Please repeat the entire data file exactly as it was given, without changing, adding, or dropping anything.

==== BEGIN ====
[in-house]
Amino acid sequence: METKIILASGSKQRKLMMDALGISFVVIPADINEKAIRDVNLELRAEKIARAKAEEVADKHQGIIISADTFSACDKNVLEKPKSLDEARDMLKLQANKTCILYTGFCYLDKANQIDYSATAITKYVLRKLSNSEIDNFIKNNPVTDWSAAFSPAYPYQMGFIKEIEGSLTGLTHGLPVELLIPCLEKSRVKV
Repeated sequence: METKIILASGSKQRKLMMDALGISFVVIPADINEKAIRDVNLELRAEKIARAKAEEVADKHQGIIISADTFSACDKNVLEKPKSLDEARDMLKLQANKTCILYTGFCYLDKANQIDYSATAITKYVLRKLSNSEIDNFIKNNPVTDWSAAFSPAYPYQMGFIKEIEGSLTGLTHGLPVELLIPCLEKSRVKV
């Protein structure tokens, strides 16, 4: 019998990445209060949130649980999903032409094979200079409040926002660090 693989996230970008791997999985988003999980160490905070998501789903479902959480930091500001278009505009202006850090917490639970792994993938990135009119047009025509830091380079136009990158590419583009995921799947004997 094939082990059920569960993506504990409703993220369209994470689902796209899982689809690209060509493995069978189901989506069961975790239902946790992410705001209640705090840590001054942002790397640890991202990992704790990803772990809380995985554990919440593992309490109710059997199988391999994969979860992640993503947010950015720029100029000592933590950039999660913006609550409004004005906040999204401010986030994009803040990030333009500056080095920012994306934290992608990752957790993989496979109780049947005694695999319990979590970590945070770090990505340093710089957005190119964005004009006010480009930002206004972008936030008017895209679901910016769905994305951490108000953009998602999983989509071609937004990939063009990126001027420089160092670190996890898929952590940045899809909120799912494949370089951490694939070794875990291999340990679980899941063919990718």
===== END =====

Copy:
[in-house]
Amino acid sequence: METKIILASGSKQRKLMMDALGISFVVIPADINEKAIRDVNLELRAEKIARAKAEEVADKHQGIIISADTFSACDKNVLEKPKSLDEARDMLKLQANKTCILYTGFCYLDKANQIDYSATAITKYVLRKLSNSEIDNFIKNNPVTDWSAAFSPAYPYQMGFIKEIEGSLTGLTHGLPVELLIPCLEKSRVKV
Repeated sequence: METKIILASGSKQRKLMMDALGISFVVIPADINEKAIRDVNLELRAEKIARAKAEEVADKHQGIIISADTFSACDKNVLEKPKSLDEARDMLKLQANKTCILYTGFCYLDKANQIDYSATAITKYVLRKLSNSEIDNFIKNNPVTDWSAAFSPAYPYQMGFIKEIEGSLTGLTHGLPVELLIPCLEKSRVKV
């Protein structure tokens, strides 16, 4: 019998990445209060949130649980999903032409094979200079409040926002660090 693989996230970008791997999985988003999980160490905070998501789903479902959480930091500001278009505009202006850090917490639970792994993938990135009119047009025509830091380079136009990158590419583009995921799947004997 094939082990059920569960993506504990409703993220369209994470689902796209899982689809690209060509493995069978189901989506069961975790239902946790992410705001209640705090840590001054942002790397640890991202990992704790990803772990809380995985554990919440593992309490109710059997199988391999994969979860992640993503947010950015720029100029000592933590950039999660913006609550409004004005906040999204401010986030994009803040990030333009500056080095920012994306934290992608990752957790993989496979109780049947005694695999319990979590970590945070770090990505340093710089957005190119964005004009006010480009930002206004972008936030008017895209679901910016769905994305951490108000953009998602999983989509071609937004990939063009990126001027420089160092670190996890898929952590940045899809909120799912494949370089951490694939070794875990291999340990679980899941063919990718």